CONYERS - A 9-year-old boy was accidentally shot in the stomach by his mother while she was trying to load a gun.
Johnny Andrews was shot while his mother's boyfriend was showing her how to use a .45-caliber handgun when two shots went off, one hitting the boy in the abdomen, the Rockdale County Sheriff's Office said.
It appears the woman, Carey Fitts, 30, was pulling the slide back to load the weapon while her finger was on the trigger, Sheriff's Cpl. Tom Brewer said.
The boy was brought to the hospital where he was listed in critical condition.
Ms. Fitts has been charged with reckless conduct.
Old wastewater plant becomes public park
SAVANNAH - Windsor Forest Neighborhoods Association's efforts to turn a former wastewater treatment plant into a public park has neared completion.
The southside neighborhood has unveiled the 55-acre Joseph J. Tribble Park.
The park features a large lake that will be stocked with fish, grass fields, a paved walking trail, a fishing area and a pavilion with picnic tables.
The city was set to open the park in late 2005 when the earthen levee around the lake broke, emptying 95 percent of the water into nearby yards and streets and killing the fish.
Planners spent the next year figuring out the engineering to make sure a fix would work.
Wesleyan won't rank colleges for report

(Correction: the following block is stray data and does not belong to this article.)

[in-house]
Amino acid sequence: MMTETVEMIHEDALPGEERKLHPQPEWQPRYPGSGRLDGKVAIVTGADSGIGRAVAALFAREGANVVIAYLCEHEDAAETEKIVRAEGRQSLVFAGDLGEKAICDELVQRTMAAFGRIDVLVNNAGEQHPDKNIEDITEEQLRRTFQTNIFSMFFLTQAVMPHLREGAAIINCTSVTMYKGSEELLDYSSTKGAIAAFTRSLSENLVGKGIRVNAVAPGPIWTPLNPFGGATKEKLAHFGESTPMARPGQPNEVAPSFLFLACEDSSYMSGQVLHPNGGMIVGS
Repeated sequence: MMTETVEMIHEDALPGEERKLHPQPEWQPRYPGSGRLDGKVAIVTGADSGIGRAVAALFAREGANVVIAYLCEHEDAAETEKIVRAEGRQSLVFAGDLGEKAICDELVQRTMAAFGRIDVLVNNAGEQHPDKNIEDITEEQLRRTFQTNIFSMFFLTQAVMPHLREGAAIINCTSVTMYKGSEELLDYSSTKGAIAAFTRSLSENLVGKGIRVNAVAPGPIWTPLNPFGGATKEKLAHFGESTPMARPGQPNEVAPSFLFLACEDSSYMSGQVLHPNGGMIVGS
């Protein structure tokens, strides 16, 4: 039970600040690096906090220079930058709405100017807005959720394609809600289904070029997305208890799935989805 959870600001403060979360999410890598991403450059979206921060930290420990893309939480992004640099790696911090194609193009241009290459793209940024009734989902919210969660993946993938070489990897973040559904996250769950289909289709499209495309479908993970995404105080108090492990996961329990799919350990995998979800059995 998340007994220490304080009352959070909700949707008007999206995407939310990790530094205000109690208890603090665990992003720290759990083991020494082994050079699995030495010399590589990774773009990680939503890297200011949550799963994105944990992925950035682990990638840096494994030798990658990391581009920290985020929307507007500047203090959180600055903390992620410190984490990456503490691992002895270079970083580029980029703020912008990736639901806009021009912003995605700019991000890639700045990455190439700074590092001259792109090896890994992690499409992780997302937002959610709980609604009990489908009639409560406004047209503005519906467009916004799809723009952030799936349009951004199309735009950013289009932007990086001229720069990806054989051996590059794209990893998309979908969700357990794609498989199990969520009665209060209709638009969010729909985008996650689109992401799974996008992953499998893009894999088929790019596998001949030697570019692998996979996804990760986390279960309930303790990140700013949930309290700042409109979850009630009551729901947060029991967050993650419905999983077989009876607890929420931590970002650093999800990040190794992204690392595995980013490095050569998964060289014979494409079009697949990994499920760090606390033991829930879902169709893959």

MACON - Wesleyan College no longer will participate in the largest section of U.S. News & World Report's college rankings survey, college officials said.
Wesleyan joins a growing number of colleges boycotting the peer assessment portion of the survey because some say the rankings are misleading and do not serve students' interests.
The peer assessment, which accounts for 25 percent of how a college is ranked, is based on ratings from top college officials. Colleges are rated from 1-5, from marginal to distinguished. If assessors don't know enough about a school, they may mark "don't know."
Wesleyan, which is listed in the third tier of the best liberal arts colleges, still will provide all other data to U.S. News & World Report. Other criteria that count toward the rankings include retention, faculty resources, student selectivity, financial resources and graduation rate performance.
- Edited from wire reports